NUA is a great tax-planning tool for clients with highly appreciated company stock in their 401(k). NUA allows an individual to pay ordinary income tax on the cost basis of the shares — not the total value of the shares — when withdrawn. The difference between the two (the NUA) isn’t taxable until the shares are sold — and at favorable long-term capital gains rates. Although the NUA strategy can be lucrative, the eligibility rules are strict. For example, the participant’s entire account must essentially be emptied (with a few limited exceptions) within one calendar year. Individuals planning to use the NUA strategy need to start the process early enough to ensure the lump sum distribution occurs by December 31.


5) Split IRAs into Separate Accounts

Another critical December 31 deadline involves splitting inherited IRAs into separate accounts. Beneficiaries have until December 31 of the year following the year of death to split inherited IRAs. One important reason for creating separate accounts is to allow beneficiaries to take advantage of favorable distribution payout rules. But be forewarned, it may take the IRA custodian some time to establish the separate inherited IRA accounts, so pay attention to the calendar.


6) Take 72(t) Distributions for 2022

IRA owners can tap their accounts before age 59½ without the 10% early distribution penalty if they commit to a series of withdrawals according to rules set out in section 72(t) of the tax code. These payments must continue without modification for five years or until age 59½, whichever is longer. The payments must be taken at least annually. For those using a calendar year schedule, the deadline for the 2022 payment is December 31, 2022. Be sure to leave enough time to take the distribution. Simply starting the process of requesting the payment will not suffice. The payment must be distributed and reported on a 2022 Form 1099-R.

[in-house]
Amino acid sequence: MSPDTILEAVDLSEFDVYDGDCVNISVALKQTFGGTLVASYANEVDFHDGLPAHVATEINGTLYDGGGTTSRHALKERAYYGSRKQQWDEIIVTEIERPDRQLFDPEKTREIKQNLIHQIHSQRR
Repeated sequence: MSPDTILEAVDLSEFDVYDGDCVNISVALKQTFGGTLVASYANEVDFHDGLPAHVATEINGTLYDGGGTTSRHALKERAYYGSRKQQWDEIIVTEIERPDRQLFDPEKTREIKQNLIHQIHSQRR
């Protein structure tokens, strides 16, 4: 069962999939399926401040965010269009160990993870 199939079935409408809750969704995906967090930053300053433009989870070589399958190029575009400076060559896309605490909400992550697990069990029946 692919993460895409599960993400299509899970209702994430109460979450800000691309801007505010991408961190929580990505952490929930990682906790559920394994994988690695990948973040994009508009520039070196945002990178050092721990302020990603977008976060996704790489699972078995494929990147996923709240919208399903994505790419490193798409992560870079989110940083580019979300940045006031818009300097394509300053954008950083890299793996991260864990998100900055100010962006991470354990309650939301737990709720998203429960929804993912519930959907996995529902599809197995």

7) Update Beneficiary Forms

Advisors should keep beneficiary forms for clients’ retirement plans on file. These forms should be reviewed at least annually to ensure accuracy. The end of the year is a good time to contact clients to discuss updating their beneficiaries in the wake of life events that may have occurred. Marriage, divorce, death, or having a baby are all reasons where financial planning needs may change.

If you’re behind on your checklist, don’t worry! There’s still time to complete this year-end list. Just please keep in mind that “rule changes resulting from both the SECURE act and new IRS regulations make the 2022 year-end review more critical than ever.”

Have questions? Or interested in a consultation? Click here to contact us now. Or click here to learn more about our Financial Planning and Investment services.


Copyright ©2022, Ed Slott and Company, LLC Reprinted from Ed Slott and Company, LLC, October 2022, with permission. [“2022 Year-End Checklist”] Ed Slott and Company, LLC takes no responsibility for the current accuracy of this article.

This information is not intended to be a substitute for specific individualized tax or legal advice. We suggest that you discuss your specific situation with a qualified tax or legal advisor. Traditional IRA account owners have considerations to make before performing a Roth IRA conversion. These primarily include income tax consequences on the converted amount in the year on conversion, withdrawal limitations from a Roth IRA, and income limitations for future contributions to a Roth IRA. In addition, if you are required to take and required minimum distribution (RMD) in the year you convert, you must do so before converting to a Roth IRA. The opinions voiced in this material are for general information only and are not intended to provide specific advice or recommendations for any individual. Ed Slott is not affiliated with LPL Financial.


Blog by Kiran Sharma – Financial Advisor

Learn more about Kiran and the rest of the Storen Financial team here.